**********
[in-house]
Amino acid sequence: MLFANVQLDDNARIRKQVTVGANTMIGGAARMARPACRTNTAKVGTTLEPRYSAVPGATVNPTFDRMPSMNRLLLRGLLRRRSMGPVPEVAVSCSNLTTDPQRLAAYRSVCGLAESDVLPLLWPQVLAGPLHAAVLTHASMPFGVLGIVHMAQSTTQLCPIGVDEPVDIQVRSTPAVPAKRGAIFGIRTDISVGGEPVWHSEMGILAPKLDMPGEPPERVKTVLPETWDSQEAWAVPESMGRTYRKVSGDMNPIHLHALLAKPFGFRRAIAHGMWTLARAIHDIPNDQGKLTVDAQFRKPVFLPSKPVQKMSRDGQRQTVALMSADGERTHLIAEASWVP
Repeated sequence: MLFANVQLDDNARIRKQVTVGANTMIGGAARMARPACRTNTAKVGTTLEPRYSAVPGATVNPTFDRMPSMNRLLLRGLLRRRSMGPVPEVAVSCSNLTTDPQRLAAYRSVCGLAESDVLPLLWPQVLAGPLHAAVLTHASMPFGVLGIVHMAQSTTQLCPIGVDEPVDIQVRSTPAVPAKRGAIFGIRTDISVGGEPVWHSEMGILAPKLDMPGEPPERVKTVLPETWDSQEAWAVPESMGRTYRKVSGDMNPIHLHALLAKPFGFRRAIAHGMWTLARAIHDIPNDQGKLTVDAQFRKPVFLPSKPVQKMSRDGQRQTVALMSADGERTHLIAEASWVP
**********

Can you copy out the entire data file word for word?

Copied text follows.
[in-house]
Amino acid sequence: MLFANVQLDDNARIRKQVTVGANTMIGGAARMARPACRTNTAKVGTTLEPRYSAVPGATVNPTFDRMPSMNRLLLRGLLRRRSMGPVPEVAVSCSNLTTDPQRLAAYRSVCGLAESDVLPLLWPQVLAGPLHAAVLTHASMPFGVLGIVHMAQSTTQLCPIGVDEPVDIQVRSTPAVPAKRGAIFGIRTDISVGGEPVWHSEMGILAPKLDMPGEPPERVKTVLPETWDSQEAWAVPESMGRTYRKVSGDMNPIHLHALLAKPFGFRRAIAHGMWTLARAIHDIPNDQGKLTVDAQFRKPVFLPSKPVQKMSRDGQRQTVALMSADGERTHLIAEASWVP
Repeated sequence: MLFANVQLDDNARIRKQVTVGANTMIGGAARMARPACRTNTAKVGTTLEPRYSAVPGATVNPTFDRMPSMNRLLLRGLLRRRSMGPVPEVAVSCSNLTTDPQRLAAYRSVCGLAESDVLPLLWPQVLAGPLHAAVLTHASMPFGVLGIVHMAQSTTQLCPIGVDEPVDIQVRSTPAVPAKRGAIFGIRTDISVGGEPVWHSEMGILAPKLDMPGEPPERVKTVLPETWDSQEAWAVPESMGRTYRKVSGDMNPIHLHALLAKPFGFRRAIAHGMWTLARAIHDIPNDQGKLTVDAQFRKPVFLPSKPVQKMSRDGQRQTVALMSADGERTHLIAEASWVP